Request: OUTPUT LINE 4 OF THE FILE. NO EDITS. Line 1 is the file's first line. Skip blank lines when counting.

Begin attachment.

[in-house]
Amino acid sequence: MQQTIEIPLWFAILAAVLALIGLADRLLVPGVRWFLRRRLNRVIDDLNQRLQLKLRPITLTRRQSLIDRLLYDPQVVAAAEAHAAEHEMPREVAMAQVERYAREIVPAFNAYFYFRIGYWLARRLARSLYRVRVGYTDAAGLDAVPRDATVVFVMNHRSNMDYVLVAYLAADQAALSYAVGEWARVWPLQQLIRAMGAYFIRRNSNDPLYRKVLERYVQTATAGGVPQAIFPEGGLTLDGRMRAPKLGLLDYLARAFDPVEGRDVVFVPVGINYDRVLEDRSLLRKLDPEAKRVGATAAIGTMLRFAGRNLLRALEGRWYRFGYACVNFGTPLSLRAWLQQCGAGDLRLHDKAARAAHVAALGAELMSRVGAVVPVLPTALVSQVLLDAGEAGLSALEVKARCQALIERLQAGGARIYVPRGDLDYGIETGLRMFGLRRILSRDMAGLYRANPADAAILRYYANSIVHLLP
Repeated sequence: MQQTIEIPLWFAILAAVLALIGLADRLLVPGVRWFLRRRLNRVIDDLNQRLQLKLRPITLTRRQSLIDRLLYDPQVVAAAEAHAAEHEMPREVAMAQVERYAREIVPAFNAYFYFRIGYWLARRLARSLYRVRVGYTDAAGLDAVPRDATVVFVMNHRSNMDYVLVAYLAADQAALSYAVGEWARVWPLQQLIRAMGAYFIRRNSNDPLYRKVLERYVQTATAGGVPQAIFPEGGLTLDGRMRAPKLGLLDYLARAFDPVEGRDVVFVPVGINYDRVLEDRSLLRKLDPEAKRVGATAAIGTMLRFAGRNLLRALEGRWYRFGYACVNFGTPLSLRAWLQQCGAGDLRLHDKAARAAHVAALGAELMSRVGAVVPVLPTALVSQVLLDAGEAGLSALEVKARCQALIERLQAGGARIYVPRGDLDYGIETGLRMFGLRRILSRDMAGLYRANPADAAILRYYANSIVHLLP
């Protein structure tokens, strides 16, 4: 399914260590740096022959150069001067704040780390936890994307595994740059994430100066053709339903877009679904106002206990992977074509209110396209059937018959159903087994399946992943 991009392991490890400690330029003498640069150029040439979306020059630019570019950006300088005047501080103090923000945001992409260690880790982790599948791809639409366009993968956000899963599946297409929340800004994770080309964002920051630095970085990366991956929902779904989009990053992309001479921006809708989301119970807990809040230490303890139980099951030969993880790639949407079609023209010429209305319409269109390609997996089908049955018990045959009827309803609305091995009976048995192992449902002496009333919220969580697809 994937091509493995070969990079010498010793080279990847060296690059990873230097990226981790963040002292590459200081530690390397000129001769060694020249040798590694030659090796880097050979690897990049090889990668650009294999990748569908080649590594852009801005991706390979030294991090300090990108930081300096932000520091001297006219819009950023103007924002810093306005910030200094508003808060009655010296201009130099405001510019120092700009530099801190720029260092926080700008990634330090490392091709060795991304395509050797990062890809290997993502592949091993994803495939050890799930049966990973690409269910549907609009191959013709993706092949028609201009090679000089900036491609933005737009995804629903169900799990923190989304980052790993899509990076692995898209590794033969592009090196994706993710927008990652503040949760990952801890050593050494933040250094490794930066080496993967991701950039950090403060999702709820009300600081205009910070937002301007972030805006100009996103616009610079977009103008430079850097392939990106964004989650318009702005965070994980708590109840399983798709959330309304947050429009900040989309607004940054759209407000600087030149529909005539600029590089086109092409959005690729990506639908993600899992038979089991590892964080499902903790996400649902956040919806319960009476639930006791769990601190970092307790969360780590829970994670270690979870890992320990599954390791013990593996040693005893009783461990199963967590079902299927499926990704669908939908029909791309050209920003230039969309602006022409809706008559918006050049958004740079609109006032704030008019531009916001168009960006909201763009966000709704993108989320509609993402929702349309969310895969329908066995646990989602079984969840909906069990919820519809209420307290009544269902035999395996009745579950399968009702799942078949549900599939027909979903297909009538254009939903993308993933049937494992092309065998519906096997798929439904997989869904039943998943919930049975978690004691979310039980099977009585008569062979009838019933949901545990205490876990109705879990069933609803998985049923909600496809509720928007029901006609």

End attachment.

């Protein structure tokens, strides 16, 4: 399914260590740096022959150069001067704040780390936890994307595994740059994430100066053709339903877009679904106002206990992977074509209110396209059937018959159903087994399946992943 991009392991490890400690330029003498640069150029040439979306020059630019570019950006300088005047501080103090923000945001992409260690880790982790599948791809639409366009993968956000899963599946297409929340800004994770080309964002920051630095970085990366991956929902779904989009990053992309001479921006809708989301119970807990809040230490303890139980099951030969993880790639949407079609023209010429209305319409269109390609997996089908049955018990045959009827309803609305091995009976048995192992449902002496009333919220969580697809 994937091509493995070969990079010498010793080279990847060296690059990873230097990226981790963040002292590459200081530690390397000129001769060694020249040798590694030659090796880097050979690897990049090889990668650009294999990748569908080649590594852009801005991706390979030294991090300090990108930081300096932000520091001297006219819009950023103007924002810093306005910030200094508003808060009655010296201009130099405001510019120092700009530099801190720029260092926080700008990634330090490392091709060795991304395509050797990062890809290997993502592949091993994803495939050890799930049966990973690409269910549907609009191959013709993706092949028609201009090679000089900036491609933005737009995804629903169900799990923190989304980052790993899509990076692995898209590794033969592009090196994706993710927008990652503040949760990952801890050593050494933040250094490794930066080496993967991701950039950090403060999702709820009300600081205009910070937002301007972030805006100009996103616009610079977009103008430079850097392939990106964004989650318009702005965070994980708590109840399983798709959330309304947050429009900040989309607004940054759209407000600087030149529909005539600029590089086109092409959005690729990506639908993600899992038979089991590892964080499902903790996400649902956040919806319960009476639930006791769990601190970092307790969360780590829970994670270690979870890992320990599954390791013990593996040693005893009783461990199963967590079902299927499926990704669908939908029909791309050209920003230039969309602006022409809706008559918006050049958004740079609109006032704030008019531009916001168009960006909201763009966000709704993108989320509609993402929702349309969310895969329908066995646990989602079984969840909906069990919820519809209420307290009544269902035999395996009745579950399968009702799942078949549900599939027909979903297909009538254009939903993308993933049937494992092309065998519906096997798929439904997989869904039943998943919930049975978690004691979310039980099977009585008569062979009838019933949901545990205490876990109705879990069933609803998985049923909600496809509720928007029901006609």